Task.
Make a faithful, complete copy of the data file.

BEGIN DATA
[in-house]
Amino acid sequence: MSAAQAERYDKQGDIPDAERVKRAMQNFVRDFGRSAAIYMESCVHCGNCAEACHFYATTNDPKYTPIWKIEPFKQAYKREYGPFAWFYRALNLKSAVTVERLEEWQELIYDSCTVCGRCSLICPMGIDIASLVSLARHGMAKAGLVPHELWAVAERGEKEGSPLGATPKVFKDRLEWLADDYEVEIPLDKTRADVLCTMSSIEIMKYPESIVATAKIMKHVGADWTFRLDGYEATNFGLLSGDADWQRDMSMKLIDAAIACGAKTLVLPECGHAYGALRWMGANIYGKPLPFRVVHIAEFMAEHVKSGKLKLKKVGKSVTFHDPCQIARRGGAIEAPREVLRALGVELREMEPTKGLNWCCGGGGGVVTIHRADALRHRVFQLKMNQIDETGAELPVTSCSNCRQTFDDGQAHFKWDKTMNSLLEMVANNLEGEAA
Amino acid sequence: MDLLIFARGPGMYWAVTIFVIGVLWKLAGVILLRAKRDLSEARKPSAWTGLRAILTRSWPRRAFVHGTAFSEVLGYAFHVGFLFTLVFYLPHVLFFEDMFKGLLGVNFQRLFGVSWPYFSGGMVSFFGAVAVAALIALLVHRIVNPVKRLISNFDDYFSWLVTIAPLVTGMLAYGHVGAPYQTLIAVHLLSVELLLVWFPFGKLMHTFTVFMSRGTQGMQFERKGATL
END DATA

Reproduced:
[in-house]
Amino acid sequence: MSAAQAERYDKQGDIPDAERVKRAMQNFVRDFGRSAAIYMESCVHCGNCAEACHFYATTNDPKYTPIWKIEPFKQAYKREYGPFAWFYRALNLKSAVTVERLEEWQELIYDSCTVCGRCSLICPMGIDIASLVSLARHGMAKAGLVPHELWAVAERGEKEGSPLGATPKVFKDRLEWLADDYEVEIPLDKTRADVLCTMSSIEIMKYPESIVATAKIMKHVGADWTFRLDGYEATNFGLLSGDADWQRDMSMKLIDAAIACGAKTLVLPECGHAYGALRWMGANIYGKPLPFRVVHIAEFMAEHVKSGKLKLKKVGKSVTFHDPCQIARRGGAIEAPREVLRALGVELREMEPTKGLNWCCGGGGGVVTIHRADALRHRVFQLKMNQIDETGAELPVTSCSNCRQTFDDGQAHFKWDKTMNSLLEMVANNLEGEAA
Amino acid sequence: MDLLIFARGPGMYWAVTIFVIGVLWKLAGVILLRAKRDLSEARKPSAWTGLRAILTRSWPRRAFVHGTAFSEVLGYAFHVGFLFTLVFYLPHVLFFEDMFKGLLGVNFQRLFGVSWPYFSGGMVSFFGAVAVAALIALLVHRIVNPVKRLISNFDDYFSWLVTIAPLVTGMLAYGHVGAPYQTLIAVHLLSVELLLVWFPFGKLMHTFTVFMSRGTQGMQFERKGATL